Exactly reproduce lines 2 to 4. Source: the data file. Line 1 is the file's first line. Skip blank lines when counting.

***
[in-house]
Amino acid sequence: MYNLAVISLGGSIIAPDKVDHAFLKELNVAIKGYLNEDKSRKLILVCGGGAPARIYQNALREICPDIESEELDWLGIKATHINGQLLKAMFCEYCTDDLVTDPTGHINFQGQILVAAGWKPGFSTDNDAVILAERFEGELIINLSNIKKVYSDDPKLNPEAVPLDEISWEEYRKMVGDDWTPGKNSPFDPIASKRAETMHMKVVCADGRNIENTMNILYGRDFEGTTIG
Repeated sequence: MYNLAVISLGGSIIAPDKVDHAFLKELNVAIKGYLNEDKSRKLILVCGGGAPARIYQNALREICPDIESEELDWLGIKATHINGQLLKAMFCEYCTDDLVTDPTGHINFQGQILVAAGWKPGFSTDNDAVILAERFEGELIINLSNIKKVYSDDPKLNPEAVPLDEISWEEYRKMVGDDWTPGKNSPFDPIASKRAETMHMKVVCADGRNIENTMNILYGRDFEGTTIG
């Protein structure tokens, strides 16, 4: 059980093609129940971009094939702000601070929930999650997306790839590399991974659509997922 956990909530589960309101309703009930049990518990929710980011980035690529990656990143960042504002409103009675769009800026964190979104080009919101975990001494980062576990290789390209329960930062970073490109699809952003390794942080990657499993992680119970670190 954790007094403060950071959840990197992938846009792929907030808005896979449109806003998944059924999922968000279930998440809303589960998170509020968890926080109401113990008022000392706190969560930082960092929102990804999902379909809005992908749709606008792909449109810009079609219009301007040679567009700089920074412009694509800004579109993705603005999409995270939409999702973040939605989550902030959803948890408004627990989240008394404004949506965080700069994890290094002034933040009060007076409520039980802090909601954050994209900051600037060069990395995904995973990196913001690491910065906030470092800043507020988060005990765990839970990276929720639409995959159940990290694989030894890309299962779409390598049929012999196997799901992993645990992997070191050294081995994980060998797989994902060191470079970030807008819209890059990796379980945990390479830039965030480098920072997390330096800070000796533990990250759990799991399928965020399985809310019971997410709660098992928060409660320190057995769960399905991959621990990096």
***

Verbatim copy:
Amino acid sequence: MYNLAVISLGGSIIAPDKVDHAFLKELNVAIKGYLNEDKSRKLILVCGGGAPARIYQNALREICPDIESEELDWLGIKATHINGQLLKAMFCEYCTDDLVTDPTGHINFQGQILVAAGWKPGFSTDNDAVILAERFEGELIINLSNIKKVYSDDPKLNPEAVPLDEISWEEYRKMVGDDWTPGKNSPFDPIASKRAETMHMKVVCADGRNIENTMNILYGRDFEGTTIG
Repeated sequence: MYNLAVISLGGSIIAPDKVDHAFLKELNVAIKGYLNEDKSRKLILVCGGGAPARIYQNALREICPDIESEELDWLGIKATHINGQLLKAMFCEYCTDDLVTDPTGHINFQGQILVAAGWKPGFSTDNDAVILAERFEGELIINLSNIKKVYSDDPKLNPEAVPLDEISWEEYRKMVGDDWTPGKNSPFDPIASKRAETMHMKVVCADGRNIENTMNILYGRDFEGTTIG
């Protein structure tokens, strides 16, 4: 059980093609129940971009094939702000601070929930999650997306790839590399991974659509997922 956990909530589960309101309703009930049990518990929710980011980035690529990656990143960042504002409103009675769009800026964190979104080009919101975990001494980062576990290789390209329960930062970073490109699809952003390794942080990657499993992680119970670190 954790007094403060950071959840990197992938846009792929907030808005896979449109806003998944059924999922968000279930998440809303589960998170509020968890926080109401113990008022000392706190969560930082960092929102990804999902379909809005992908749709606008792909449109810009079609219009301007040679567009700089920074412009694509800004579109993705603005999409995270939409999702973040939605989550902030959803948890408004627990989240008394404004949506965080700069994890290094002034933040009060007076409520039980802090909601954050994209900051600037060069990395995904995973990196913001690491910065906030470092800043507020988060005990765990839970990276929720639409995959159940990290694989030894890309299962779409390598049929012999196997799901992993645990992997070191050294081995994980060998797989994902060191470079970030807008819209890059990796379980945990390479830039965030480098920072997390330096800070000796533990990250759990799991399928965020399985809310019971997410709660098992928060409660320190057995769960399905991959621990990096």